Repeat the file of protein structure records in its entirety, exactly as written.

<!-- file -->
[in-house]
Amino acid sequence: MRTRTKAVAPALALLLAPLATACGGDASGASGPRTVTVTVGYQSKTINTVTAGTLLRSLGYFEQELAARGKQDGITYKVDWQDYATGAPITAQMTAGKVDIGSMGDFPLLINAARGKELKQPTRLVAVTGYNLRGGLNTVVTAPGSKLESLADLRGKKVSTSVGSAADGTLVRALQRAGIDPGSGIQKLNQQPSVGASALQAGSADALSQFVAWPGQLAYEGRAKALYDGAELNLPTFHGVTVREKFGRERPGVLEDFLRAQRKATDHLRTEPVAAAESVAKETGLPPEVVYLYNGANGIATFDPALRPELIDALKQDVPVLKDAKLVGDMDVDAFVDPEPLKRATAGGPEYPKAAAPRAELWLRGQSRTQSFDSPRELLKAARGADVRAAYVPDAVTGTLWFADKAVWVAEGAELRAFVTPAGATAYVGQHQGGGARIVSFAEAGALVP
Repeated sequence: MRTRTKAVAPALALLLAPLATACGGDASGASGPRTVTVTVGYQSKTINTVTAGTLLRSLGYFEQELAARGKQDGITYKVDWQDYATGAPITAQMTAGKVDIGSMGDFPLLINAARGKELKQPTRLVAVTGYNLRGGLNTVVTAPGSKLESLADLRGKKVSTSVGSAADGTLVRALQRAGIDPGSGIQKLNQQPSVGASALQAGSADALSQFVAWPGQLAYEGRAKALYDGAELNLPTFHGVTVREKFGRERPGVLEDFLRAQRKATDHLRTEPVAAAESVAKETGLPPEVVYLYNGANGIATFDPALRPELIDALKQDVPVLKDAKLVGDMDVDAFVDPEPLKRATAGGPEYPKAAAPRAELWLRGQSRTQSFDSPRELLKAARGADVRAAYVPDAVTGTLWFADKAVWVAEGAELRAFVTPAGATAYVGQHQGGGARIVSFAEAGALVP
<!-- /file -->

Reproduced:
[in-house]
Amino acid sequence: MRTRTKAVAPALALLLAPLATACGGDASGASGPRTVTVTVGYQSKTINTVTAGTLLRSLGYFEQELAARGKQDGITYKVDWQDYATGAPITAQMTAGKVDIGSMGDFPLLINAARGKELKQPTRLVAVTGYNLRGGLNTVVTAPGSKLESLADLRGKKVSTSVGSAADGTLVRALQRAGIDPGSGIQKLNQQPSVGASALQAGSADALSQFVAWPGQLAYEGRAKALYDGAELNLPTFHGVTVREKFGRERPGVLEDFLRAQRKATDHLRTEPVAAAESVAKETGLPPEVVYLYNGANGIATFDPALRPELIDALKQDVPVLKDAKLVGDMDVDAFVDPEPLKRATAGGPEYPKAAAPRAELWLRGQSRTQSFDSPRELLKAARGADVRAAYVPDAVTGTLWFADKAVWVAEGAELRAFVTPAGATAYVGQHQGGGARIVSFAEAGALVP
Repeated sequence: MRTRTKAVAPALALLLAPLATACGGDASGASGPRTVTVTVGYQSKTINTVTAGTLLRSLGYFEQELAARGKQDGITYKVDWQDYATGAPITAQMTAGKVDIGSMGDFPLLINAARGKELKQPTRLVAVTGYNLRGGLNTVVTAPGSKLESLADLRGKKVSTSVGSAADGTLVRALQRAGIDPGSGIQKLNQQPSVGASALQAGSADALSQFVAWPGQLAYEGRAKALYDGAELNLPTFHGVTVREKFGRERPGVLEDFLRAQRKATDHLRTEPVAAAESVAKETGLPPEVVYLYNGANGIATFDPALRPELIDALKQDVPVLKDAKLVGDMDVDAFVDPEPLKRATAGGPEYPKAAAPRAELWLRGQSRTQSFDSPRELLKAARGADVRAAYVPDAVTGTLWFADKAVWVAEGAELRAFVTPAGATAYVGQHQGGGARIVSFAEAGALVP